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Monday, September 24, 2012

SOE: Belth: The Glory Days of ‘Jock’

Alex Belth interviews our old pal, Mickey Herskowitz…

vb

The greatest stretch in New York sports came in 1969-70. It started when the upstart Jets won the Super Bowl, continued that fall when the previously hapless Mets won the World Series, and was capped off the following summer when the Knicks won the NBA title.

New York in this brief period has been duly celebrated—especially because the town has not seen a winning streak like it since.  Yet one chronicler of those glory days is but a distant memory, even to devotees of great sports writing.

If Jock magazine is remembered at all, it is for the cover of its first issue that shows a group of Mets players raising the flag on the pitchers’ mound at Shea Stadium, a riff on the famous Iwo Jima picture. It goes for a nice sum on eBay, but there was more to Jock than one cover. While the magazine lasted a mere eight issues, it featured the work of Red Smith, Pete Hamill, Roger Kahn, William F. Buckley and Woody Allen.

Q: You had Jerry Izenberg and Stan Isaacs, who were New York guys. But you also Pete Hamill, Red Smith and Roger Kahn. The fighter Jose Torres. Murray Chass did a story on Neil Simon. Bill Conlin later did a great piece on Dick Allen. How did you recruit all these guys?

A: Just picked up the phone and asked. They liked the idea of the magazine, so I just let them go. Let them pick a topic and write whatever they want.

Repoz Posted: September 24, 2012 at 12:53 PM | 12 comment(s) Login to Bookmark
  Tags: history

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   1. Pasta-diving Jeter (jmac66) Posted: September 24, 2012 at 02:54 PM (#4244367)
I remember the mag very well, and what I remember most about it was that it was a colossal disappointment, given the talent. Very smart-assy and a bit too clever by half
   2. UCCF Posted: September 24, 2012 at 03:29 PM (#4244422)
Very smart-assy and a bit too clever by half

Sounds like it's ripe for an Internet comeback.
   3. this is normal 57i66135. move on, find a new slant Posted: September 24, 2012 at 03:50 PM (#4244451)
Bill Conlin later did a great piece on Dick Allen
is that really something you want to draw attention to, considering the whole, sit on my lap thing?
   4. phredbird Posted: September 24, 2012 at 04:21 PM (#4244505)
that logo is ... wild ... and has nothing to do with sports.
   5. RMc Has Bizarre Ideas to Fix Baseball Posted: September 24, 2012 at 06:46 PM (#4244621)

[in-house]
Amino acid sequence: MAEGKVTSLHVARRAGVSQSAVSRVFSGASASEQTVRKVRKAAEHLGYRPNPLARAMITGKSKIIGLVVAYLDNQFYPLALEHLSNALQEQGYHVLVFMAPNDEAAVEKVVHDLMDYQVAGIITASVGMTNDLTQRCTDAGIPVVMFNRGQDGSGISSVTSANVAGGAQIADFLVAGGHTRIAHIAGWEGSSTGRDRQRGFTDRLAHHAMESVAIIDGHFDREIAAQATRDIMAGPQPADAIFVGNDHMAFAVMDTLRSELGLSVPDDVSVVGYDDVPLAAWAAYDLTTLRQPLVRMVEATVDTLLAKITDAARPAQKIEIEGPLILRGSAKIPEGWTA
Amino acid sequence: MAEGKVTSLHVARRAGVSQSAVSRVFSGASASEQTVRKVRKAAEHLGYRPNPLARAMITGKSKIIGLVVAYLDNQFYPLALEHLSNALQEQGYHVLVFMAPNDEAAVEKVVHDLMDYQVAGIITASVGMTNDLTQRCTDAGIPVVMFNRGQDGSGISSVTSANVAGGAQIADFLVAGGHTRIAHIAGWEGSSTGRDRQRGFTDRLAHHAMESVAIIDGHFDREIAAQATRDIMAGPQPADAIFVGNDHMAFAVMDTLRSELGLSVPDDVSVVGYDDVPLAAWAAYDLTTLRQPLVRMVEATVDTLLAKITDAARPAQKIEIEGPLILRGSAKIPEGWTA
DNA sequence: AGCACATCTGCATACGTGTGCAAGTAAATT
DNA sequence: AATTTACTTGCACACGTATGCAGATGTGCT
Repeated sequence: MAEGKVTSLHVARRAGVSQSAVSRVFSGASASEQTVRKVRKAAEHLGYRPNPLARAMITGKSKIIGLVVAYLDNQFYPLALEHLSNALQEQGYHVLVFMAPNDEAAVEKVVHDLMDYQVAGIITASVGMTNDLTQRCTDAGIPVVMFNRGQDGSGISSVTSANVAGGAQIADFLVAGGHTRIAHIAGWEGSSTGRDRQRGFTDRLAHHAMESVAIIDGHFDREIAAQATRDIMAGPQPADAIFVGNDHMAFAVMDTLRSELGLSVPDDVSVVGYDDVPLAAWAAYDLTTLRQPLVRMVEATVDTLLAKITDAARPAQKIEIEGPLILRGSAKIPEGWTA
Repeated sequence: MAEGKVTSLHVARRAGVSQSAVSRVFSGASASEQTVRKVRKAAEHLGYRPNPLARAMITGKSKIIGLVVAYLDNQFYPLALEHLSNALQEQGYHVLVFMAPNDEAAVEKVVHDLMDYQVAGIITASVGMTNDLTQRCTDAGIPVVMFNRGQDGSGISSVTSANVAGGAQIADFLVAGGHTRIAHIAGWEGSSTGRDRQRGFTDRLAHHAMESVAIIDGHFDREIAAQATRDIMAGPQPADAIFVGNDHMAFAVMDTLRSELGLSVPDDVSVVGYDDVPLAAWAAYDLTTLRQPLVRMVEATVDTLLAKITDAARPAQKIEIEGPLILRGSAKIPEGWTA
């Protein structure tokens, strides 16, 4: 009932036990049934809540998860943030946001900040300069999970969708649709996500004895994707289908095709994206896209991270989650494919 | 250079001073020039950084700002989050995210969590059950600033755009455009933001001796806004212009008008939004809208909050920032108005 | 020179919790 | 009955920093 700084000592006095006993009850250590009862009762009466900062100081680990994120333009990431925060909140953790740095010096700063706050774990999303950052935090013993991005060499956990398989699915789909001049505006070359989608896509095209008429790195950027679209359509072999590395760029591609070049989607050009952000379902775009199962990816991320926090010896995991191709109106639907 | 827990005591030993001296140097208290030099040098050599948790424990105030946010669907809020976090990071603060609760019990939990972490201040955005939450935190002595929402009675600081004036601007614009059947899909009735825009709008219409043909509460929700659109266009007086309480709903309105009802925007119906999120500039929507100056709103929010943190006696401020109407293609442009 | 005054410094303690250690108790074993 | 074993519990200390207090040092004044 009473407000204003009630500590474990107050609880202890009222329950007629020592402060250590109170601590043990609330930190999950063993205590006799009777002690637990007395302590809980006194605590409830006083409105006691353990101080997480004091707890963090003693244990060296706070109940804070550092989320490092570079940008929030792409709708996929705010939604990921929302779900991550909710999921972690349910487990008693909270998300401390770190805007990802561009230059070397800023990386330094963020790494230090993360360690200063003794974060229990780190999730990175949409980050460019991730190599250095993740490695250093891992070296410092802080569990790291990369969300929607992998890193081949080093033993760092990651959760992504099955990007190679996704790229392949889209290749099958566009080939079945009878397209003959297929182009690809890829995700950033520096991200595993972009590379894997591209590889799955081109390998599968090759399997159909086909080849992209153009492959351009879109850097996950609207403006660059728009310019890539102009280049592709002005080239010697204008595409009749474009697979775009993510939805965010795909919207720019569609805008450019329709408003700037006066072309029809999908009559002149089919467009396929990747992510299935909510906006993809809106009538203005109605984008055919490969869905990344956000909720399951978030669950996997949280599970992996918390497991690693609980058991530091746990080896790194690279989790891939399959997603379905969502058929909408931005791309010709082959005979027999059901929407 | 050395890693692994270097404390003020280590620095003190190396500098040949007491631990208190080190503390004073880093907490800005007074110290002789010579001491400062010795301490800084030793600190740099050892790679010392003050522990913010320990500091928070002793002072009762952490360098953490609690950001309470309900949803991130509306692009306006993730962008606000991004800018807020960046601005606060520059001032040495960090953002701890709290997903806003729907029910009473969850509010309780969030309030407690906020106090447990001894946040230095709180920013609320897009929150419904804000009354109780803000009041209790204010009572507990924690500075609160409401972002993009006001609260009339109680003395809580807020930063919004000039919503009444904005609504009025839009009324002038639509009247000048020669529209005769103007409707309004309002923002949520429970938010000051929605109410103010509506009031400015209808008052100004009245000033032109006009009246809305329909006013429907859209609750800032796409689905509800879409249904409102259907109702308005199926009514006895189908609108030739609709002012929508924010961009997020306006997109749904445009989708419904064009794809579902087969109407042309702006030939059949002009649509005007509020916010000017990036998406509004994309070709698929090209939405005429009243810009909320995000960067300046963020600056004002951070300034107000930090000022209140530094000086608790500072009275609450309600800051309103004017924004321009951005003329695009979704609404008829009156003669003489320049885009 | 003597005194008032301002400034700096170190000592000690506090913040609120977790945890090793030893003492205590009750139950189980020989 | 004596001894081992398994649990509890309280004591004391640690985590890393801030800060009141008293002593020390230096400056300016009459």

too clever by half

A phrase that perfectly describes itself. (I strive never to be more than 20% too clever!)
   6. AndrewJ Posted: September 24, 2012 at 07:07 PM (#4244631)
Looks like what Inside Sports started out as in 1980.
   7. Downtown Bookie Posted: September 24, 2012 at 08:19 PM (#4244660)
You had Jerry Izenberg and Stan Isaacs, who were New York guys. But you also [had?] Pete Hamill, Red Smith and Roger Kahn.


Who were also New York guys.

The fighter Jose Torres.


Who would go on to become chairman of the New York State Athletic Commission.

Murray Chass did a story on Neil Simon.


A couple more New York guys.

Seems like the "but you also" is either a slip of the tongue, or an attempt by the writer to make the periodical into more than it was.

DB
   8. GregD Posted: September 24, 2012 at 08:27 PM (#4244666)
A couple more New York guys.

Seems like the "but you also" is either a slip of the tongue, or an attempt by the writer to make the periodical into more than it was.
New York magazine not New York City. They were like all city guys but the starting core came from New York, which was (and some issues still is) producing really good magazine journalism.
   9. Downtown Bookie Posted: September 24, 2012 at 09:03 PM (#4244682)
New York magazine not New York City.


Gotcha. Thanks for clearing that up. I totally missed that.

DB
   10. AndrewJ Posted: September 24, 2012 at 09:51 PM (#4244721)
As the interview implies, the late 1960s/early 1970s were most unkind to the magazine industry. It wasn't just startups like Jock; the weekly versions of such perennials as Life, Look and The Saturday Evening Post also folded in this era.
   11. Never Give an Inge (Dave) Posted: September 25, 2012 at 01:35 AM (#4244853)

That is a fantastic cover.
   12. Jay Z Posted: September 25, 2012 at 02:16 AM (#4244865)
As the interview implies, the late 1960s/early 1970s were most unkind to the magazine industry. It wasn't just startups like Jock; the weekly versions of such perennials as Life, Look and The Saturday Evening Post also folded in this era.


Stunk for newspapers too. You can see the decline in quality in the sports sections if you research.

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